Other speakers at the evening program include Stephen Dunnett, professor emeritus of education, former vice provost for international education and longtime chair of the UBCI board of advisers; Zhiqiang Liu, UBCI director and professor of economics; and UBCI associate director Bruce Acker.
Dunnett reflected on UBCI’s impact throughout the years, noting how proud he was of his association with the institute and its many contributions to increasing knowledge of Chinese language and culture, and support for academic research about China. He said he saw UBCI as an outgrowth of UB’s pioneering programs in China in the early 1980s, which made the university especially well known in that country.
At a previous ceremony honoring Confucius Institute advisory board members, John Thomas, professor and dean emeritus of the School of Management, received the Confucius Educator Award for his leadership in several groundbreaking executive MBA programs in China and elsewhere in Asia.
From 2010-21, the Confucius Institute partnered with faculty in many UB departments to co-sponsor 74 lectures by professors and other leading specialists in China studies throughout North America; 26 major conferences, symposia and art exhibitions featuring scholars and artists based in the U.S. and China; and more than 25 teacher workshops and seminars. The institute hosted six J-1 visiting professors from China to teach in the UB departments of Linguistics, Learning and Instruction, and Art, and arranged for 42 J-1 teachers from China to teach Chinese language and culture in K-12 schools in Erie and Niagara counties.
Through the Confucius Institute, more than 80 UB students and 75 high school students received full or partial funding to study in China, including 12 students who were awarded Confucius Institute scholarships for semester or year-long study at Chinese universities. In all, more than 35,000 students from UB and throughout Western New York studied in Chinese language programs affiliated with the UB Confucius Institute.
Liu concluded the Dec. 12 program by thanking and congratulating UBCI’s sponsor and partner — Capital Normal University in Beijing — as well as local community collaborators, and UB faculty and staff.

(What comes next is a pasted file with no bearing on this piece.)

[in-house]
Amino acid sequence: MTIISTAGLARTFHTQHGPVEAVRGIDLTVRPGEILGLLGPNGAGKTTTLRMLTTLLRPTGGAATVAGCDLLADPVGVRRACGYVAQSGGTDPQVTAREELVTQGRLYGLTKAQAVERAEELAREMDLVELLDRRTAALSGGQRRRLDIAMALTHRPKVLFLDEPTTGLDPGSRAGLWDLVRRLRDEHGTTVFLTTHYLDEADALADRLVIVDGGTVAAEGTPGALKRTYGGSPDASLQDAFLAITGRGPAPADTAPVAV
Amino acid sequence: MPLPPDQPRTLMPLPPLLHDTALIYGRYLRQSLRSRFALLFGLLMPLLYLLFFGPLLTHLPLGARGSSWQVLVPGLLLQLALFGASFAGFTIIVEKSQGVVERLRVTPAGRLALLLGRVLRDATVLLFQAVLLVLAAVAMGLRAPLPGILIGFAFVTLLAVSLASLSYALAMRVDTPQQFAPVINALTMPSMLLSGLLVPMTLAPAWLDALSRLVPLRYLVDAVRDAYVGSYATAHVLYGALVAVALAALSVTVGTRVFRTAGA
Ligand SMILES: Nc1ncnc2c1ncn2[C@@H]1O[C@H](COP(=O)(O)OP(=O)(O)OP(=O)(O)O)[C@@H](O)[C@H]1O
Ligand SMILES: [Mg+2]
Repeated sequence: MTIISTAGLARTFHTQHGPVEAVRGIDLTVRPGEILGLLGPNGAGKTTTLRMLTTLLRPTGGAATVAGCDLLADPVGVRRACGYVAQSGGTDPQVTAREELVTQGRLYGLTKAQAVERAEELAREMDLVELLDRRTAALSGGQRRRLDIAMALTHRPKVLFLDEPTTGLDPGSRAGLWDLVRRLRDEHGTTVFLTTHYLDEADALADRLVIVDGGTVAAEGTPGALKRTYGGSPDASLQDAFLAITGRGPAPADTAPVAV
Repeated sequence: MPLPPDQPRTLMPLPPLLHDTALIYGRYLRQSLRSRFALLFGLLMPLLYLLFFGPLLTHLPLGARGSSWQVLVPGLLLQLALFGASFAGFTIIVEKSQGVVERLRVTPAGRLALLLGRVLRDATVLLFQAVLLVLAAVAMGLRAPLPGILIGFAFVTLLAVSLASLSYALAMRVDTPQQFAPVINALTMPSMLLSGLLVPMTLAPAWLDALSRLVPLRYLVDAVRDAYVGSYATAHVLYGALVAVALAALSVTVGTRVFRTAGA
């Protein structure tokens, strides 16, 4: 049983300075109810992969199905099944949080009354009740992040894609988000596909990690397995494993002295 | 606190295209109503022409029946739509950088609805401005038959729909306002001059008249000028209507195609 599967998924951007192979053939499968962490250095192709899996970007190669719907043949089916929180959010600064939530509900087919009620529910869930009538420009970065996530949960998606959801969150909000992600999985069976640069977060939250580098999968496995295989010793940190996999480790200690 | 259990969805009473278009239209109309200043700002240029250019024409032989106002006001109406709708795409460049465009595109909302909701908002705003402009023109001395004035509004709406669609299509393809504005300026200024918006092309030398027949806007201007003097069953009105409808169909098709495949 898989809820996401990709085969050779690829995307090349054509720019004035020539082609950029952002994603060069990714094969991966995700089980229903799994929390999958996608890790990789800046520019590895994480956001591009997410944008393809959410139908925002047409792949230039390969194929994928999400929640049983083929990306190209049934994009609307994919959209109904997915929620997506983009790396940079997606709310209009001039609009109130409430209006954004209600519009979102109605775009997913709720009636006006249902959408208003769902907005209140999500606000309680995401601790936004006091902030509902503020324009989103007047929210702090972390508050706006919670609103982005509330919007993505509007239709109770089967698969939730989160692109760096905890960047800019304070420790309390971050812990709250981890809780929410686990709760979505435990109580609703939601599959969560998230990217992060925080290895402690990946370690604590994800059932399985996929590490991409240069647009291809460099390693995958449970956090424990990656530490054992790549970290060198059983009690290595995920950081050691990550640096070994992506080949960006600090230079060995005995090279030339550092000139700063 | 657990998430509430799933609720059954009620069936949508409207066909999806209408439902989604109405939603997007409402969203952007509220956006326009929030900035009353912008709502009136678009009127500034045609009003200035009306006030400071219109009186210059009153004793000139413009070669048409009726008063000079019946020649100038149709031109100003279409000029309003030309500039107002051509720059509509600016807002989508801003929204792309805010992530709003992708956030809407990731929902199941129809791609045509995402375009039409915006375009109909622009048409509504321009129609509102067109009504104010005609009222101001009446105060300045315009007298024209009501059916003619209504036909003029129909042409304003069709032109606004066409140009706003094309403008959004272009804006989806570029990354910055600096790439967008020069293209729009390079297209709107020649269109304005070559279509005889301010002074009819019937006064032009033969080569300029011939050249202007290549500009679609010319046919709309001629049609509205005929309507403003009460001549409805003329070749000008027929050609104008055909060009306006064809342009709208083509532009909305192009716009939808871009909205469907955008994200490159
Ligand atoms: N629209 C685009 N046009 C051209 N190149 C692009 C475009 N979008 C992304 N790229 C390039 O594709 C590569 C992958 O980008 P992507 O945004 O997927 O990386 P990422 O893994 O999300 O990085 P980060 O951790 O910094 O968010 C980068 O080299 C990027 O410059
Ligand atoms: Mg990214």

“As we celebrate 12 years of the Confucius Institute, let’s take pride in what we have accomplished, together, in the past 12 years; let’s be grateful to our sponsor and partners; and let’s congratulate each other,” he said. “Together, we had a fabulous run.
“As we bid farewell to the Confucius Institute,” he noted, “let’s be confident that we will find new ways to continue the work of the Confucius Institute: promoting Chinese language learning, fostering a better understanding of Chinese society, and engaging in research and teaching about China.”
The UBCI was instrumental is providing my daughter with seven years of Mandarin instruction through our local middle and high school. As a result she has excelled in the language and applied to be a double major in college. Her interest in STEM and Chinese has made her a valuable candidate for many of the schools to which she's applied. Her Chinese teachers have all praised her facility with the language and she has combined her extracurricular dance with the language to perform at four Chinese New Year celebrations.
This is such a huge loss to UB and Western New York. I sincerely hope those involved will find alternatives. It is needed now more than ever. Thank you to all who ran the UBCI and its partnerships.
Why is this program ending? We need collaboration and cooperation with China more than ever. This is very disappointing.
Maureen A Milligan